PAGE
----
I married Cathy 47 years ago and after a 10-day honeymoon, started working as a youth pastor in a church. We were both from somewhat dysfunctional families and we were the first to become Christians in our family. Yet we had the misconception that because we were Christians, our relationship would be great. It wasn’t. That first year we would argue on the way to church and then I would speak to the students about the “joy of a Christian family” feeling somewhat hypocritical! We found ministry was sometimes difficult and marriage was sometimes difficult and when you combine the two, it makes for a lot of complications. Well, after 47 years of marriage, parenting and ministry, we still say we have a “high maintenance” marriage. But we have learned a few things along the way that have helped greatly, and I want to pass them along to you.
First a quick story: I got a call from my doctor some time ago. He said, “Jim, I need you in my office this afternoon…and bring your wife. That’s not usually great news. It wasn’t. He told me I had cancer. I had the audacity to ask the surgeon if I could postpone the surgery to finish my speaking season. I know, I probably needed counseling. He went ahead and scheduled the surgery. I never really my thought I was going to die, my mother-in-law did. She told my wife, “You and Jim have lived a great life together and if he dies, you are still young enough to get remarried.” GOTTA LOVE THE MOTHER-IN-LAW. The night before surgery I got up in the middle of the night and wrote down 13 key phrases or principles I wanted to pass on to my children before I would die. About a year after the cancer surgery a good friend of mine asked me to share some of those phrases at a pastor’s conference. When the talk was finished, they chose to have a spontaneous time of questions and discussion. It lasted almost 2 hours. It was then I realized my struggles, joys and challenges were also the same. Later I started sharing these 13 principles and I realized these phrases were for most everyone. Simple phrases but not always easy.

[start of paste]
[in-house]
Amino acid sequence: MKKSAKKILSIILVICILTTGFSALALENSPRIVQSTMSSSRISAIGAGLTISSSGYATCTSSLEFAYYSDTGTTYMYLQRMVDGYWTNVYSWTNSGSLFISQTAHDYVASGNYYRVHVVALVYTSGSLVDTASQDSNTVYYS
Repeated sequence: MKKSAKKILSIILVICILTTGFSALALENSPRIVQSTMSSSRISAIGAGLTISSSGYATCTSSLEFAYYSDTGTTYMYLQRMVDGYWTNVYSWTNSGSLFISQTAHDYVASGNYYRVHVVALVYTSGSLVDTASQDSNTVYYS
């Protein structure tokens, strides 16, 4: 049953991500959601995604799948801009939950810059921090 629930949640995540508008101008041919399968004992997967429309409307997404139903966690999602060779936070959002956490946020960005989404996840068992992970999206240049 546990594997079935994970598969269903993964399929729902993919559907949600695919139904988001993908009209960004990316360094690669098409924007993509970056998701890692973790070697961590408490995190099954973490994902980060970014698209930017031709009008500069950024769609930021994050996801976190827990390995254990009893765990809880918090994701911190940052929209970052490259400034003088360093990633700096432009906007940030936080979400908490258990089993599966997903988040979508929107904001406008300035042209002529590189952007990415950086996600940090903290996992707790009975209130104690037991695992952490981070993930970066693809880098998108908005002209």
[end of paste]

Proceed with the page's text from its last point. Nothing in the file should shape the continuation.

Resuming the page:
That night before surgery I wrote down these four principles and eleven others that I put in my new book Have Serious Fun and 12 Other Principles to Make Each Day Count.
- Have Serious Fun – I know I should write that the family that prays together stays together, and I believe that; but I also believe that the family that plays together stays together, as well. I wrote my PhD dissertation partly on traits of a healthy family and one of the number one trait, was play. Fun is often the missing ingredient to good relationships. Times of fun together, opens a closed spirit. It’s the glue that can bring a family together. Play builds happy memories. Play reduces stress. The Bible backs up this research with the proverb that says, “A cheerful heart is good medicine, but a crushed spirit dries up the bones.” (Proverbs 17:22) Another version says, …but a broken spirit saps a person’s strength.” How’s the fun factor in your life? After facing my mortality with cancer, I had to make a conscious decision to choose more fun in my life. How’s the fun factor in your life?